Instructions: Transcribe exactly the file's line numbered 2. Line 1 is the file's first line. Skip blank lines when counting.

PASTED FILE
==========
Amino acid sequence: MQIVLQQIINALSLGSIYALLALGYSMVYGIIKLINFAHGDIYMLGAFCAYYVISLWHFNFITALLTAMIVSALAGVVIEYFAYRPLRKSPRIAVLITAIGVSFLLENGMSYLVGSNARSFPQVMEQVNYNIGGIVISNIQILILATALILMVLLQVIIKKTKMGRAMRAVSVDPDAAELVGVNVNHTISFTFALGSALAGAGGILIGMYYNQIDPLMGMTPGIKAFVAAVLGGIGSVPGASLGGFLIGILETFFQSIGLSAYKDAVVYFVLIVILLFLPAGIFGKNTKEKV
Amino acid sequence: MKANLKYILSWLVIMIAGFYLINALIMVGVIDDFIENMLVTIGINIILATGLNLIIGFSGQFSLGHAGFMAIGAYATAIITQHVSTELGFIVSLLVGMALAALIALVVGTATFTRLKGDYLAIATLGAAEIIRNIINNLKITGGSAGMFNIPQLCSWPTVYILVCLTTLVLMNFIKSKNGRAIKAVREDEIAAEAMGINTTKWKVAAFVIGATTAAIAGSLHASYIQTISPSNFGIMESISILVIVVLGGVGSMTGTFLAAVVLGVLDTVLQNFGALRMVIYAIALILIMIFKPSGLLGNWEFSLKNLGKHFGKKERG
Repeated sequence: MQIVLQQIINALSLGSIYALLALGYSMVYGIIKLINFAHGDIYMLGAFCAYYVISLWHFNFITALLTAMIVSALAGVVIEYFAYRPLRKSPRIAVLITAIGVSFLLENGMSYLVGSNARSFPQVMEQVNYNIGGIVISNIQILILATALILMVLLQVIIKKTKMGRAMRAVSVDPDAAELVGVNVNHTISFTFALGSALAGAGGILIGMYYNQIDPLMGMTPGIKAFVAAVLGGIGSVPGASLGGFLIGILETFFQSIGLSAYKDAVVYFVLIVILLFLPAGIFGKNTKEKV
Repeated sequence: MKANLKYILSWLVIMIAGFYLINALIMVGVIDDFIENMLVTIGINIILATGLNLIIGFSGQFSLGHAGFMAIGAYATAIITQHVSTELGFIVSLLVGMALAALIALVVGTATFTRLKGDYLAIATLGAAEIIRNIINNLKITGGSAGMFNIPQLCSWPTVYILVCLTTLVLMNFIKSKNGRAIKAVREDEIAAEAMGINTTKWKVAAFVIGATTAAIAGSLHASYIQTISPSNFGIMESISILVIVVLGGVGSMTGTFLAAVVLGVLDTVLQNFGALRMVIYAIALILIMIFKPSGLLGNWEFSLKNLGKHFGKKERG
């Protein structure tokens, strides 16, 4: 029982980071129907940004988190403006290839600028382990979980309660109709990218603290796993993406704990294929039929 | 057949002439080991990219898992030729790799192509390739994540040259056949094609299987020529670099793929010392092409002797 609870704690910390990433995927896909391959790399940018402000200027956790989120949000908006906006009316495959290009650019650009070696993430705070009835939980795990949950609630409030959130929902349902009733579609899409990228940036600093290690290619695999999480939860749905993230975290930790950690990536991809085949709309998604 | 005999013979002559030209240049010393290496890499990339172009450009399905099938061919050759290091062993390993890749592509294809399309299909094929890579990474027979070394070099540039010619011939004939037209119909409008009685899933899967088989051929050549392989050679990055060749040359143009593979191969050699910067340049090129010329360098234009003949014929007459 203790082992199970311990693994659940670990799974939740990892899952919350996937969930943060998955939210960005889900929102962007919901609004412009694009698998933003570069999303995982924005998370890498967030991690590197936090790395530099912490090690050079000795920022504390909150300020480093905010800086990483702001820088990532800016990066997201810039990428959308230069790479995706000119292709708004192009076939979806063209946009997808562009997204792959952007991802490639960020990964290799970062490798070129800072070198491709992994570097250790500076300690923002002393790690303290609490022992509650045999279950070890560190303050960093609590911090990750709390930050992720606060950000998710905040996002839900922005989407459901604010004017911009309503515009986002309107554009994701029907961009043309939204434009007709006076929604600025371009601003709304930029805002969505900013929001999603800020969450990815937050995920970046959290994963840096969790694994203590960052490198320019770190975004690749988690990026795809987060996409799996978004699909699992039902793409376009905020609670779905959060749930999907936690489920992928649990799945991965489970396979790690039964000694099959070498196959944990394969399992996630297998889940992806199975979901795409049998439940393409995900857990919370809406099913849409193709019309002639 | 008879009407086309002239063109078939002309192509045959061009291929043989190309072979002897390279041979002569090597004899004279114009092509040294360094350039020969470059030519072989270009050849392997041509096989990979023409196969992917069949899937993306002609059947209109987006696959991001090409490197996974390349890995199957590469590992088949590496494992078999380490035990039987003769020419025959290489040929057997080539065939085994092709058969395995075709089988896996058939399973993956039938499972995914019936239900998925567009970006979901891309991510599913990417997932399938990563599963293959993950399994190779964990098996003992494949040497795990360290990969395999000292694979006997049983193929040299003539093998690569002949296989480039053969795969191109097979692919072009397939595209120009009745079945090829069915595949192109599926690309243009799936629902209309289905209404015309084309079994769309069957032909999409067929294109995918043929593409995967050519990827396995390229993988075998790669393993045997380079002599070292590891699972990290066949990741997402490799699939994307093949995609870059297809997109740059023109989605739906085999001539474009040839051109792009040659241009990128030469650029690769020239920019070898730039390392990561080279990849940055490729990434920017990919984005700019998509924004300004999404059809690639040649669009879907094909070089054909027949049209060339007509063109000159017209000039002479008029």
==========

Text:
Amino acid sequence: MKANLKYILSWLVIMIAGFYLINALIMVGVIDDFIENMLVTIGINIILATGLNLIIGFSGQFSLGHAGFMAIGAYATAIITQHVSTELGFIVSLLVGMALAALIALVVGTATFTRLKGDYLAIATLGAAEIIRNIINNLKITGGSAGMFNIPQLCSWPTVYILVCLTTLVLMNFIKSKNGRAIKAVREDEIAAEAMGINTTKWKVAAFVIGATTAAIAGSLHASYIQTISPSNFGIMESISILVIVVLGGVGSMTGTFLAAVVLGVLDTVLQNFGALRMVIYAIALILIMIFKPSGLLGNWEFSLKNLGKHFGKKERG